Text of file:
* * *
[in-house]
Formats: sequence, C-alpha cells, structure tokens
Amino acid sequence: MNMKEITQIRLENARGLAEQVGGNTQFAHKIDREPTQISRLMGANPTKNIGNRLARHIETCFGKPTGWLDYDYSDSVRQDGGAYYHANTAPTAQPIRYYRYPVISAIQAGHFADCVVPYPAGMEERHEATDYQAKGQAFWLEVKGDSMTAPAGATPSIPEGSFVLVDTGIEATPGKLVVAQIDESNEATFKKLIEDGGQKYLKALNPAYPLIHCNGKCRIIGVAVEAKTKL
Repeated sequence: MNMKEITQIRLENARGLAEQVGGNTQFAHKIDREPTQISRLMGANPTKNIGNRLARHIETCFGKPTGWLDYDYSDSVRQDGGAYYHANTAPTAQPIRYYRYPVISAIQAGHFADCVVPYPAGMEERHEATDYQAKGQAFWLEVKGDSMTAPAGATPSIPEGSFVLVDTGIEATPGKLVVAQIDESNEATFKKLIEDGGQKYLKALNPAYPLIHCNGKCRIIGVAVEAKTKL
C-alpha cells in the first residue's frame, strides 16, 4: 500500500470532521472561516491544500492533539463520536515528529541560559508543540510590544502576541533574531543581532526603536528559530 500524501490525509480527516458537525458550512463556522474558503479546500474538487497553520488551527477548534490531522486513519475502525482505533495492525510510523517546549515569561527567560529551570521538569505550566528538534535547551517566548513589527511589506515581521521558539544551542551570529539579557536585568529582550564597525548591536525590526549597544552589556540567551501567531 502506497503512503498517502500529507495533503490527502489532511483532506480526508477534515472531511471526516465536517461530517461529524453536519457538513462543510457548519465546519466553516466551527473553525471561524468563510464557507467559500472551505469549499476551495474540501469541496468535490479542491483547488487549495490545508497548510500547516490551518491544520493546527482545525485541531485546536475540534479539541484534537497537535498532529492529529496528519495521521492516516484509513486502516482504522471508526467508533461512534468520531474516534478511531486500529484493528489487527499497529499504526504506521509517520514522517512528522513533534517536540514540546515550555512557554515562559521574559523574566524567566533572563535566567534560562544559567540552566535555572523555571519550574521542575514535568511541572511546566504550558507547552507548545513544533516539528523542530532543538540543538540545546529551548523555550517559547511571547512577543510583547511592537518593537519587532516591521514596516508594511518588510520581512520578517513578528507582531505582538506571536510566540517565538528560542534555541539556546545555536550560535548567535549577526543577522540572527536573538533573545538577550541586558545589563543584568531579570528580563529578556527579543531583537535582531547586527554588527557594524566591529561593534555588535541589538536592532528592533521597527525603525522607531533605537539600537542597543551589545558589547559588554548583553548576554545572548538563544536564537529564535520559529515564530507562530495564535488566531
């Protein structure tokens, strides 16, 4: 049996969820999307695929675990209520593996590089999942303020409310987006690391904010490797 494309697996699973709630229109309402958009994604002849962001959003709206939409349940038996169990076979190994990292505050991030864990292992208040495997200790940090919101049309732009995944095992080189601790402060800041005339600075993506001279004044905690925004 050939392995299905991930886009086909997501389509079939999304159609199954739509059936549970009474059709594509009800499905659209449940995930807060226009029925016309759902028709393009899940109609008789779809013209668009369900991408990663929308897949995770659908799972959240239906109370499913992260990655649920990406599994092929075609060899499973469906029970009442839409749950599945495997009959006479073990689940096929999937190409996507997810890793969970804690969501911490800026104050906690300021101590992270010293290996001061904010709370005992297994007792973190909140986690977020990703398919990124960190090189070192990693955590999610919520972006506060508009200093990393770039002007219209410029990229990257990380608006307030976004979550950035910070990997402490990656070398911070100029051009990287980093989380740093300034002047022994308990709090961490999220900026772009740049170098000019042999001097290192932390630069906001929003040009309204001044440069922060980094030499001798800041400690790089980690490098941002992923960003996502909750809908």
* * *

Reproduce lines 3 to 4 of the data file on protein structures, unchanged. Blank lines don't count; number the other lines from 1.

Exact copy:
Amino acid sequence: MNMKEITQIRLENARGLAEQVGGNTQFAHKIDREPTQISRLMGANPTKNIGNRLARHIETCFGKPTGWLDYDYSDSVRQDGGAYYHANTAPTAQPIRYYRYPVISAIQAGHFADCVVPYPAGMEERHEATDYQAKGQAFWLEVKGDSMTAPAGATPSIPEGSFVLVDTGIEATPGKLVVAQIDESNEATFKKLIEDGGQKYLKALNPAYPLIHCNGKCRIIGVAVEAKTKL
Repeated sequence: MNMKEITQIRLENARGLAEQVGGNTQFAHKIDREPTQISRLMGANPTKNIGNRLARHIETCFGKPTGWLDYDYSDSVRQDGGAYYHANTAPTAQPIRYYRYPVISAIQAGHFADCVVPYPAGMEERHEATDYQAKGQAFWLEVKGDSMTAPAGATPSIPEGSFVLVDTGIEATPGKLVVAQIDESNEATFKKLIEDGGQKYLKALNPAYPLIHCNGKCRIIGVAVEAKTKL